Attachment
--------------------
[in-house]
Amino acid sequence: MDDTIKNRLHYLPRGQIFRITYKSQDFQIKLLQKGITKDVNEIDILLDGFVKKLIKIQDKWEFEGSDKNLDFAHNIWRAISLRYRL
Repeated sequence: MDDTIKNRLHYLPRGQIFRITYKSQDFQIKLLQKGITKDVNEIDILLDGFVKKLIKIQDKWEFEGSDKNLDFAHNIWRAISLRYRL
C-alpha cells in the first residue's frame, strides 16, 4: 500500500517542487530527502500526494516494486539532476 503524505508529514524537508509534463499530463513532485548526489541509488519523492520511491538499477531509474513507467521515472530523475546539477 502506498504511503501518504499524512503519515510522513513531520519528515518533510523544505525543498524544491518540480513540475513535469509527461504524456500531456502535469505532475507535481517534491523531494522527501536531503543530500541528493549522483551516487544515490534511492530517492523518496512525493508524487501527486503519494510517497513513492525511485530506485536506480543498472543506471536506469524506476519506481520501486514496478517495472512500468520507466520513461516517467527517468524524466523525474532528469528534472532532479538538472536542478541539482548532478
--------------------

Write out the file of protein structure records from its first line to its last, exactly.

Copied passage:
[in-house]
Amino acid sequence: MDDTIKNRLHYLPRGQIFRITYKSQDFQIKLLQKGITKDVNEIDILLDGFVKKLIKIQDKWEFEGSDKNLDFAHNIWRAISLRYRL
Repeated sequence: MDDTIKNRLHYLPRGQIFRITYKSQDFQIKLLQKGITKDVNEIDILLDGFVKKLIKIQDKWEFEGSDKNLDFAHNIWRAISLRYRL
C-alpha cells in the first residue's frame, strides 16, 4: 500500500517542487530527502500526494516494486539532476 503524505508529514524537508509534463499530463513532485548526489541509488519523492520511491538499477531509474513507467521515472530523475546539477 502506498504511503501518504499524512503519515510522513513531520519528515518533510523544505525543498524544491518540480513540475513535469509527461504524456500531456502535469505532475507535481517534491523531494522527501536531503543530500541528493549522483551516487544515490534511492530517492523518496512525493508524487501527486503519494510517497513513492525511485530506485536506480543498472543506471536506469524506476519506481520501486514496478517495472512500468520507466520513461516517467527517468524524466523525474532528469528534472532532479538538472536542478541539482548532478